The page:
With the Trump administration still stitching together its foreign policy, priorities and staff, Russia seems intent on expanding its once-shrunken sphere of influence by exploiting gaps in America's overseas presence.
It's been a globe-spanning effort, with Russian leader Vladimir Putin using muscle in places like Ukraine and Syria and offering sweeteners to potential allies that he hopes will pay off later. The focus is on countries that have shaky ties with Washington, are strategically located or have abundant natural resources.
A key issue is how Putin's relationship with new President Donald Trump will pan out. Can two cocky personalities truly be allies against common foes like Islamic State, which could usher in a new era of cooperation? Are the distrust and animosity that festered during the Cold War too much to overcome? And will there be long-term fallout over Russia's efforts to bolster Trump's election campaign?
Russia's influence, which rivaled that of the United States during the Cold War, faded dramatically after the fall of communism and the breakup of the vast Soviet Union. But under Putin, it has sought to re-establish itself in an effort that has stretched from the North Sea to Antarctica.
In its latest initiative, Russia seeks to transform itself from an erstwhile warmonger in Afghanistan, during its failed decade-long invasion, into a peacemaker.
On Wednesday, Moscow hosted a second-round of peace talks on the resource-rich country. Afghanistan, Pakistan, Iran, India and China were invited. The United States was conspicuously left out, despite its ongoing military intervention to repel Islamic terrorists and put Afghanistan solidly on the road to stability.
Afghanistan watchers in the region say Moscow wants to play a more active role closer to home after its actions in Syria.
"Russia has created a role for itself in the Middle East, particularly in Syria, and has carried out effective operations against Daesh [Islamic State]," said Rahimullah Yousafzai, a noted Pakistani journalist who has written extensively on Afghanistan and the Taliban.
"Russia will definitely be part of negotiations for peace or cease-fire" in Syria, Yousafzai told Voice of America's Deewa Pashto service. "Now it seems Russia wants to be included in any consultations in the neighborhood, and they seem to have been successful to a great extent."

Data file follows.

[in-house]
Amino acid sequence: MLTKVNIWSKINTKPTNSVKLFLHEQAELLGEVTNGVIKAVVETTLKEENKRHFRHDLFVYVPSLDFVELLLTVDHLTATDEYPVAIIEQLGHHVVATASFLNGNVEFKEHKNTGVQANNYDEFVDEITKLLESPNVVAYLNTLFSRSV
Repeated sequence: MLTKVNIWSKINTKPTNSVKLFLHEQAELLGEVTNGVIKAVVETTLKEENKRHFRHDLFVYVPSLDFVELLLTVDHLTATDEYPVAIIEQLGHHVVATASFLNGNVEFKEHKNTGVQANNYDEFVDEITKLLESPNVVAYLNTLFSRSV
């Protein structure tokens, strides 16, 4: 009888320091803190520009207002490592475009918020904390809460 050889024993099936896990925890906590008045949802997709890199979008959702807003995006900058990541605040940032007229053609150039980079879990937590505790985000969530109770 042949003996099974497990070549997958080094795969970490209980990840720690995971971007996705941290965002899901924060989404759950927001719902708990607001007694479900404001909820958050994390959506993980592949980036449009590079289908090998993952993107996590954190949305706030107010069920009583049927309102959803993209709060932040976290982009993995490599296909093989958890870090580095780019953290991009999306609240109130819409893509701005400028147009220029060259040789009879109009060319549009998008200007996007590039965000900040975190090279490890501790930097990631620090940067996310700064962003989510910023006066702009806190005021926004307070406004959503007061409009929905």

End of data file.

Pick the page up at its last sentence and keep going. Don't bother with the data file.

The United States, China and Russia have interests in Afghanistan, some of which might pit them against one another. But Yousafzai said fighting against Islamic State could potentially be a common cause.
"I think they can be each other's allies in the fight against Daesh," Yousafzai said, using a common Arabic name for the group.
However, Russia has forged ties with Afghanistan's rebel Taliban movement, seeing them as an ally against Islamic State, and that has put it at odds with Washington. Moscow claims it's just trying to foster peace; the U.S. says Russia's aid is helping the Taliban to wage its war against the U.S.-backed government in Kabul.
Russia's intervention in Afghanistan may be driven in large part by its desire to stop the spread of Islamist extremism through the Muslim Central Asian states and the flow of narcotics from poppy-producing Afghanistan, said Sami Yousafzai, an Afghan correspondent who has been reporting for several international media organizations.
But the landlocked country also is strategically located, which was a major factor in Russia's 1979 invasion.
Cozying up to Moscow might not yield the Taliban the benefits of international legitimacy or consideration as a political force within Afghanistan because Russia does not have a very influential global role and has angered many Sunni-Muslim states in the Middle East with its support for Shi'ite Iran, said Sami Yousafzai, who is not related to Rahimullah Yousafzai.
"If Taliban want to be recognized as a political power at the international level, if they want to have a political stand, they need to have backing by the U.S. and NATO," he said.
The interest in Afghanistan only scratches the surface of Moscow's interest and mirrors China's aggressive efforts to build up its presence in the South China Sea. Some see the possibility of limited cooperation between Moscow and Beijing to counterbalance U.S. influence. Both have been taking advantage of a relatively hands-off approach to foreign policy in some areas under former President Barack Obama.
Russia has been accused of political meddling across the Balkans, reportedly countering U.S. interests to the point of disruption.
Moscow donated weapons and other military hardware a year ago to the Pacific nation of Fiji, which has been developing new allies after being isolated by sanctions for its military coup in 2006.
"It strikes me that we could see, in 10 or 15 years, regular visits by Russian naval ships to Suva," Paul Buchanan, director of 36th Parallel Security Assessments, told The Guardian. "And perhaps in 20 years, China and/or Russian being granted forward basing rights in Fiji."
Russia also has been cultivating a relationship with Libya, which could lead to cooperation with Washington or could develop into a point of conflict. And Moscow has been bolstering its presence as far away as Antarctica, which is believed to have vast stores of natural resources, while pursuing interests in the Arctic as the melting icecap provides access to previously blocked areas.
VOA's Deewa Pashto Service contributed to this report.